As "good" as the news is for the G6 guys, the paper (not truly a study) does draw my attention to the 7% mortality rate projected. This does not surprise me but it clearly indicates that there is a significant increase in mortality rate when compared to ten year studies. I know it's improper to draw conclusions between two unconnected studies but there is a "factual" number used by the US Preventative Services Task Force and that is of all men diagnosed in the US about 3% will die from prostate cancer specific mortality. This paper suggests a significant increase in the mortality rate for those who survive long enough. This continues to strengthen my belief that we need longer study periods, preferably with Level 1 evidence.

Just an observation from someone who would like to live a lot longer than 15 years after RP...

Tony
Disease:
Advanced Prostate Cancer at age 44 (I am 48 now)
pT3b,N0,Mx (original PSA was 19.8) EPE, PM, SVI. Gleason 4+3=7

Treatments:
RALP ~ 2/17/2007 at the City of Hope near Los Angeles.
Adjuvant Radiation Therapy ~ IMRT Completed 8/07
Adjuvant Hormone Therapy ~ 28 months on Casodex and Lupron.

Status:
"I beat up this disease and took its lunch money! I am in remission."
I am currently not being treated, but I do have regular oncology visits.
I am the president of an UsTOO chapter in Las Vegas

Blog : www.caringbridge.org/visit/tonycrispino

tarhoosier
Regular Member


Date Joined Mar 2010
Total Posts : 496
   Posted 1/21/2011 9:24 PM (GMT -6)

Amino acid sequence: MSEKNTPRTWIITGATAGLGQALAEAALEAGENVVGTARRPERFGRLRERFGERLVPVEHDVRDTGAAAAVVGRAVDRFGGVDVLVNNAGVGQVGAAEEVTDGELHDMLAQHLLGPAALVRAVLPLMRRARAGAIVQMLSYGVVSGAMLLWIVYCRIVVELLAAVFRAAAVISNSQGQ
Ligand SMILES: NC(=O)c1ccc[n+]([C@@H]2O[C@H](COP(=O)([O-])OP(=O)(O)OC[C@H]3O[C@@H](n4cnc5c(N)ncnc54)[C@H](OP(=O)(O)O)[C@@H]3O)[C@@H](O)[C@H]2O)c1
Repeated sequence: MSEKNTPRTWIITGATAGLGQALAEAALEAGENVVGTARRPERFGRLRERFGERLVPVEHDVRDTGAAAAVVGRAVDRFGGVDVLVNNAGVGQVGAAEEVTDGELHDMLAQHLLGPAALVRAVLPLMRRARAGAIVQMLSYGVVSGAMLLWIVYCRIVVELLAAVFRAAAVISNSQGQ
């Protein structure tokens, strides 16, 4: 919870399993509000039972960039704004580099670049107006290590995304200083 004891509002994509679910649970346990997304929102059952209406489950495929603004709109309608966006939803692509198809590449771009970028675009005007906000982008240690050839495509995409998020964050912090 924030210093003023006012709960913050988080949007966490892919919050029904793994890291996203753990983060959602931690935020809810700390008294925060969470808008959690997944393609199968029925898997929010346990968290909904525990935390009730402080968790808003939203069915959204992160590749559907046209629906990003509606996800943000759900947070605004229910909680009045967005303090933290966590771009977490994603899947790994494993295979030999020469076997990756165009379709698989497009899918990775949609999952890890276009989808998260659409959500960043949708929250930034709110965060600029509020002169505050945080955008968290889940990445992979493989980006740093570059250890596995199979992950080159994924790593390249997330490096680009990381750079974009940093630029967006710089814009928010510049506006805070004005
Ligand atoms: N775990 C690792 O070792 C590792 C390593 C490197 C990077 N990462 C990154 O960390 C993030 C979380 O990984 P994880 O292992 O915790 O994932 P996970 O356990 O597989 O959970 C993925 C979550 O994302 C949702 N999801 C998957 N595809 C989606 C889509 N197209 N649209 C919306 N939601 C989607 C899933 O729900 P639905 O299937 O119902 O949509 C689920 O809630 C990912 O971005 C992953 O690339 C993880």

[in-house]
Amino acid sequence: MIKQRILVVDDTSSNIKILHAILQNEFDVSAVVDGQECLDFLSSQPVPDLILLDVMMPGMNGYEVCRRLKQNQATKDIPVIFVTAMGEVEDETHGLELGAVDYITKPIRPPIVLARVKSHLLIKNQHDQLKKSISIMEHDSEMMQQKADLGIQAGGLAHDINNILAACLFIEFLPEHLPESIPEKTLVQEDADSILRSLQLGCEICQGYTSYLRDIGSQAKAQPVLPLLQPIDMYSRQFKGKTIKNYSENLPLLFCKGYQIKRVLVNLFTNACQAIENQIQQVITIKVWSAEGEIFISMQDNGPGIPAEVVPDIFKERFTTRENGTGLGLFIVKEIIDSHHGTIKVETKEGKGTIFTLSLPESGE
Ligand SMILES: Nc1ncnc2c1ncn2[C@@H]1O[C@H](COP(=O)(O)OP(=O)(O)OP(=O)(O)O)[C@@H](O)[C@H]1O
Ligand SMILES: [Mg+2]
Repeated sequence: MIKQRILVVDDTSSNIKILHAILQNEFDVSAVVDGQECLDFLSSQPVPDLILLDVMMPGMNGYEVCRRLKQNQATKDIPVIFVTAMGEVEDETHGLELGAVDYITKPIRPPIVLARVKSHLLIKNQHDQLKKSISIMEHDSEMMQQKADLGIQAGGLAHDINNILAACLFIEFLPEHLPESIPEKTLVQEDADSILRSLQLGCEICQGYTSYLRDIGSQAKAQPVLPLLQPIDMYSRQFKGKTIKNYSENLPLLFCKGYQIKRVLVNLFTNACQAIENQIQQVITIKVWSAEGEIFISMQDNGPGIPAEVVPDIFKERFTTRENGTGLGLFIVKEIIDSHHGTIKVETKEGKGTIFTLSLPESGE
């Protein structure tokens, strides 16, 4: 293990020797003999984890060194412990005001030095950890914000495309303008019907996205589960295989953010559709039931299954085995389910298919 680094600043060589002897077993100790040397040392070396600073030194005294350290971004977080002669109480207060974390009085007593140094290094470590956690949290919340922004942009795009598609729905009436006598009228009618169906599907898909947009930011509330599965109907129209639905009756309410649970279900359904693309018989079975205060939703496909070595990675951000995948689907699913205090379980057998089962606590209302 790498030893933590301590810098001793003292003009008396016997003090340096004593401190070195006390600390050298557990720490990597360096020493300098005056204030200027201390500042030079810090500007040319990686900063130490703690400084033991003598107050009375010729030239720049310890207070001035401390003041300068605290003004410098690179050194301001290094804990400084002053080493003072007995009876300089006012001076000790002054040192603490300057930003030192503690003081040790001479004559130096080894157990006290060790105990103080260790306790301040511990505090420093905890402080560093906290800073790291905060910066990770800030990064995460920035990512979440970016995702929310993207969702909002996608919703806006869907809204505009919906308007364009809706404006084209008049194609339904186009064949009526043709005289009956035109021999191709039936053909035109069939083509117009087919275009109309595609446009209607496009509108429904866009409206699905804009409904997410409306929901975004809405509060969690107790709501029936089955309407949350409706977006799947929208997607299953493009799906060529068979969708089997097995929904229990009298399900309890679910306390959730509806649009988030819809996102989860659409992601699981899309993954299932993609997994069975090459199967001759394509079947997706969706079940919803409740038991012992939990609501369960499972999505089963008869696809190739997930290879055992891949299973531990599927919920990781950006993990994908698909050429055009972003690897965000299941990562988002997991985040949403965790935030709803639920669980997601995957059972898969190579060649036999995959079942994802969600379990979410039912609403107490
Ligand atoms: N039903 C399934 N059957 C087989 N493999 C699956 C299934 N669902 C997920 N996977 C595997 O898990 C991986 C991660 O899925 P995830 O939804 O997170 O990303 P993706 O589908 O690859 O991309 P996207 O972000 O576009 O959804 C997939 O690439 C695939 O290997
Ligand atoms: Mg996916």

With such an infinitesimal death rate from PCa after 15 years for G6 men it is reasonable to ask just how many of them went to surgery prematurely.

John T
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Date Joined Nov 2008
Total Posts : 4269
   Posted 1/21/2011 9:37 PM (GMT -6)   
Tony,
I think your numbers are a little off. If 3% of all deaths are caused by PC and 1 in 6 men (17%) are dxed with pc then the rate of death of thoses Dxed is 17%. So the rates projected are lower than the current rates. It's really not apples to apples because the study relates to surgically treated men. There are a lot of advanced PC cases that are Dxed that are never treated with a curative intent.
JT
65 years old, rising psa for 10 years from 4 to 40; 12 biopsies and MRIS all negative. Oct 2009 DXed with G6 <5%. Color Doppler biopsy found 2.5 cm G4+3. Combidex clear. Seeds and IMRT, no side affects and psa .1 at 1.5 years.

Tony Crispino
Veteran Member


Date Joined Dec 2006
Total Posts : 8128
   Posted 1/21/2011 10:52 PM (GMT -6)   
No John,
I may have to introduce you to funny math used by the USPSTF, CDC and the FDA. I have it right. The mortality rate from prostate cancer is about 3% in the US as reported by those agencies. This is the total calculation of men currently living with prostate cancer calculated against the number that dies of prostate cancer specific mortality (PCSM). Mike acknowledges those numbers in the comments section of the above link though he says I should not make the comparison and I know he is probably right, as usual. When I had Mike out to speak for our group in Vegas and he talked about how it is calculated and he left just about everybody confused...